On the face of it, this looks like good news:
John Reid, the Home Secretary, has said he has so far seen no evidence which supports increasing the time police can detain terror suspects beyond 28 days.
He confirmed that his long-awaited review of counter-terrorism has now been completed and handed to the Prime Minister and said that proposals on new terrorism measures could be expected in the New Year.
However, I don’t trust the man and I rather suspect some new horror lies behind this apparently encouraging statement. For one thing, the report goes on to say that
he would consider extending beyond 28 days if he was provided with a “factually-based case” and measures which would reassure Parliament that it would not be used “arbitrarily”.
This I — perhaps unfairly, but I fear not, given this government’s track record — gloss as
We don’t to risk another Commons defeat on the matter, but as soon as I think I can get it through Parliament…
It’s interesting, incidentally, that this seems to suggest either Tony knows something Reid doesn’t or that Reid thinks Tony’s deluding himself; only a month ago, the BBC reported:
Tony Blair has said he still backs plans to hold terror suspects for up to 90 days without charge.
He said he believed the evidence backed longer detention and that he had not changed his mind since losing a Commons vote on the issue last year.
Meanwhile in another development at the Home Office, The Times reports,
Poor record-keeping at the Home Office means no one knows how many people are employed by the department, according to a government watchdog report published yesterday.
The department has also run up an “overdraft” of £246 million with the Office of the Paymaster General and is still struggling to get a grip on its finances.
It is unable to reconcile the amounts of money owing to suppliers with the records of suppliers themselves and there are weaknesses in matching purchasing orders with invoices. For the second year running Sir John Bourn, the Comptroller and Auditor-General, is critical of financial management at the Home Office.
He has given only qualified approval to the annual accounts of the department after last year failing to approve them at all because of the flawed financial records
This is getting as bad as the EU; only last month Ed Balls, the Economic Secretary to the Treasury, was telling the Institute of Chartered Accountants that
“Europe must do better to end this annual embarrassment [of the European Court of Auditors’ refusing to sign off the EU accounts].
“By giving national parliaments greater opportunity to scrutinise how EU funds are managed, I believe we can help give taxpayers the reassurances they rightly expect.
“In taking a lead on this issue and providing a model of effective budgetary supervision, the UK can help Europe make great strides to improve the quality and accuracy of the EU accounts.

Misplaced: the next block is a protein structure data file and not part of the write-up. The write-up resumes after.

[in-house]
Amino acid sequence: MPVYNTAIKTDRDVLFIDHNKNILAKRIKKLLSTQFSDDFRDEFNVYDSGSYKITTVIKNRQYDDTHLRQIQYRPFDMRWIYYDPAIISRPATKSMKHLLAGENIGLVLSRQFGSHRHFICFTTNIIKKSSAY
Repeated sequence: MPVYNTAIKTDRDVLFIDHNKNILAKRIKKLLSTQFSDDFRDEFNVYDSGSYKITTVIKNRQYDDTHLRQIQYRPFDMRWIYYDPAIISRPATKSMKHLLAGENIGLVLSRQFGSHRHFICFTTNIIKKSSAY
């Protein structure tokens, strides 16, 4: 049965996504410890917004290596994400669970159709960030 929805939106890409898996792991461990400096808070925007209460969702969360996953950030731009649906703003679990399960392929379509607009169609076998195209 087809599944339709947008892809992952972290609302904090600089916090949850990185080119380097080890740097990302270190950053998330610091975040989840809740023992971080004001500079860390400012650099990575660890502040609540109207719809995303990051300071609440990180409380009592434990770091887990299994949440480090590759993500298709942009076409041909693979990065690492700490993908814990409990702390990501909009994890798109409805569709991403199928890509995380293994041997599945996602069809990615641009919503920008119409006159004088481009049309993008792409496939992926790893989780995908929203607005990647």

“All member states must accept their responsibilities to work together to achieve the clean bill of health for the EU’s accounts that taxpayers deserve.”
The Times does add that
Sir John said yesterday that the department had worked hard to address many of the problems.
This I take to be a reference to the fact they’ve tidied up the accounts considerably since the debacle the previous year, of which the Public Accounts Committee produced a scathing account that was rather overshadowed by their criticisms, in the same report, of the lost foreign prisoners; of that, the website of Richard Bacon MP, a member of the Committee, says
When Parliament’s financial watchdog, the National Audit Office, looked at data produced by the Home Office’s new finance system, Adelphi, it found the gross value of debits and credits amounted to some £26,527,108,436,994 (i.e. £26.5 trillion), almost 2,000 times higher than the Home Office’s spending for 2004-05 and approximately one and a half times higher than the estimated GDP of the entire planet.
We’d heard back in June that the Home Office had illegal immigrants working for them, and more recently that they discovered they’d got a senior member of Hizb ut-Tahir, a group they proposed to ban but haven’t yet so done, working in a sensitive deparment of the Immigration Service. And now it transpires they don’t know how many people they’ve got working for them at all.
In these, in the God, are the people who want to
give us charge us for directly and spend vast amounts of our taxes on setting up and administering sodding ID cards! For pity’s sake, if they can’t even manage efficiently to issue ID cards to their own staff — clearly they can’t have done, or they could just have counted the number of staff ID cards they’ve issued and not cancelled when people leave — then how on earth do they expect to make the damn things work for the whole country?
For more on ID cards and the Home Office’s problems with sums, see NO2ID
Farhat Khan will get the red carpet treatment today from Tony and Cherie Blair in recognition of her tireless community work – just 48 hours before she makes a last plea against deportation.
The 54-year-old Pakistani grandmother, who has already been honoured at a Buckingham Palace reception, has become a respected and popular figure in Manchester. She claimed asylum in Britain six years ago after fleeing a violent husband whose relatives had already made plans to marry off two of their youngest daughters to older men as soon as they reached puberty.
Well, at least they’ll know where she is. Nice to see people integrating, is it not?
tag: Home Office, John Reid, Identity Cards, Home Office Accounts